The United States has seven confirmed cases of Swine Influenza A/H1N1, five in California and two in Texas, and nine suspect cases. All of the seven confirmed cases had mild Influenza-Like Illness (ILI). No deaths have been reported.
Mexico reports three separate event locations – Mexicali, San Luis Potosi, and the Federal District of Mexico. The government of Mexico began surveillance of ILI March 18, 2009. Since then, 854 cases of pneumonia have been reported in Mexico City, with 59 deaths. San Luis Potosi, in central Mexico, reports 24 cases of ILI, with three deaths. Mexicali, near the border with the United States, has had four cases of ILI, with no deaths. The majority of these cases have been in healthy young adults.
Of the Mexican cases, 18 are confirmed Swine Influenza A/H1N1. Twelve of the 18 are identical to the Swine Influenza A/H1N1 viruses isolated from the patients with confirmed cases in California. Swine flu viruses do not normally infect humans. However, sporadic human infections have occurred in persons with direct exposure to pigs and in health care workers caring for persons with swine flu. The Centers for Disease Control and Prevention (CDC) report 12 cases of human infection with swine flu between December 2005 and February 2009.
The Swine Influenza A/H1N1 viruses isolated in this outbreak appear to be a strain not previously detected in pigs or humans, although these reports are preliminary. Because there is reported spread of an animal virus in humans, and because of the geographical spread of multiple community outbreaks, these events are of concern, and the CDC is working to further characterize the viruses and provide guidance for treatment and prevention.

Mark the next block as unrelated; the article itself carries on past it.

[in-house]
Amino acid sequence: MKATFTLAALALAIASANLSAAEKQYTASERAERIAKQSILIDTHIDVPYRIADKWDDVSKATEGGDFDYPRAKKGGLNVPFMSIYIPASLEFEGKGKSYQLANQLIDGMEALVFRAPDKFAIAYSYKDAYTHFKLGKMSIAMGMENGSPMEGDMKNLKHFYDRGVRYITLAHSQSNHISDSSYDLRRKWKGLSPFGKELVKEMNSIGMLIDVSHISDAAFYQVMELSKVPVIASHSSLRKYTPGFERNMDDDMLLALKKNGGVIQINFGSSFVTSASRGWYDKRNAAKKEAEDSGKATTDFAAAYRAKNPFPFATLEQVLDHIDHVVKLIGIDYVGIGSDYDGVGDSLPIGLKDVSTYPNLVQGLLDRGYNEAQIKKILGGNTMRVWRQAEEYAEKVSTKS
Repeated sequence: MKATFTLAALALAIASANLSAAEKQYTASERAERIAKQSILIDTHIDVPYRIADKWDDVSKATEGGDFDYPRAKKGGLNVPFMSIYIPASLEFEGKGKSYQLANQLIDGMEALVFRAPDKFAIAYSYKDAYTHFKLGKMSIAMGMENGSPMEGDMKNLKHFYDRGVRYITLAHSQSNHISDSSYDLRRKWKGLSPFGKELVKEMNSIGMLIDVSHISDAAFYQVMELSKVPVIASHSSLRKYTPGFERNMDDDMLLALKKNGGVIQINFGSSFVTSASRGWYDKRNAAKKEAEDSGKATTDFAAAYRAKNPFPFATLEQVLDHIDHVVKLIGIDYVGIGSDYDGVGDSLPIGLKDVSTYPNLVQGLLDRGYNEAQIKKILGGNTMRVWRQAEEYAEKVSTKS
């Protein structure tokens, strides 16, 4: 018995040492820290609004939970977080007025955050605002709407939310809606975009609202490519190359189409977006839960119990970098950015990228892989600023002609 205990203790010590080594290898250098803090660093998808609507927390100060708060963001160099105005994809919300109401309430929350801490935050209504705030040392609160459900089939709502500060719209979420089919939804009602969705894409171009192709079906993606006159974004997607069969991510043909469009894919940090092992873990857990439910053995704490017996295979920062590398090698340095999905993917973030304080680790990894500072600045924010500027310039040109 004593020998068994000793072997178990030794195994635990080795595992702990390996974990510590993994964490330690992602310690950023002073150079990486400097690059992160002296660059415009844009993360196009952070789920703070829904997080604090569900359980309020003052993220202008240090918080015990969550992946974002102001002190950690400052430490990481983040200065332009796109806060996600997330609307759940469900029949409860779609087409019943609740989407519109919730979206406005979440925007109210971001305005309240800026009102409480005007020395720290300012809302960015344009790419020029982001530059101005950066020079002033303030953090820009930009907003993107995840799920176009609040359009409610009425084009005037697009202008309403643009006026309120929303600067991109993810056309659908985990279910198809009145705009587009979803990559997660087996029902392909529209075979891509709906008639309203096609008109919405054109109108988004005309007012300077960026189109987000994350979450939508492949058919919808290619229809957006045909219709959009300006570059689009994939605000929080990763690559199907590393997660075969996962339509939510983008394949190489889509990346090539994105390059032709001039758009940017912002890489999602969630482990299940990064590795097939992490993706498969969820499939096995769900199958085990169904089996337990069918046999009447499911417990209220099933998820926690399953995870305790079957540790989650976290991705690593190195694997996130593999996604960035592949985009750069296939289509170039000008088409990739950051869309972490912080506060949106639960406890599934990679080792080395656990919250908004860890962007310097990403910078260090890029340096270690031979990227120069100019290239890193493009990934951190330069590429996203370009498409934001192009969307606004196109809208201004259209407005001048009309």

The symptoms of swine flu in humans are expected to be similar to the symptoms of seasonal human influenza, and include fever, malaise, lack of appetite, and coughing. Some patients with the swine flu have reported runny nose, sore throat, nausea, vomiting, and diarrhea. The H1N1 swine flu viruses are antigenically different from human H1N1 viruses, and vaccines for the human seasonal flu are not expected to provide protection from the swine flu viruses.
To diagnose swine influenza A infection, a respiratory specimen must be collected and sent to the CDC for testing. The specimen must be collected in the first 3-4 days of the illness, when the virus is shedding. Testing may require an additional 3-4 days. The CDC has not yet made recommendations for treating patients with an antiviral medication while the testing is pending, although these recommendations are expected later today.
There are four different antiviral medications available for use in the United States for influenza: amantadine, rimantadine, oseltamivir and zanamivir. The most recent swine influenza viruses isolated from humans are resistant to amantadine and rimantadine. At this time, the CDC recommends the use of oseltamivir or zanamivir for the treatment of infection with swine influenza viruses.
The outbreak of “swine flu” in North America is a growing cause of concern in the World Health Organization (WHO) and in scientists worldwide concerned with pandemic prevention. Recent improvements in pandemic preparedness may be tested by this emerging threat.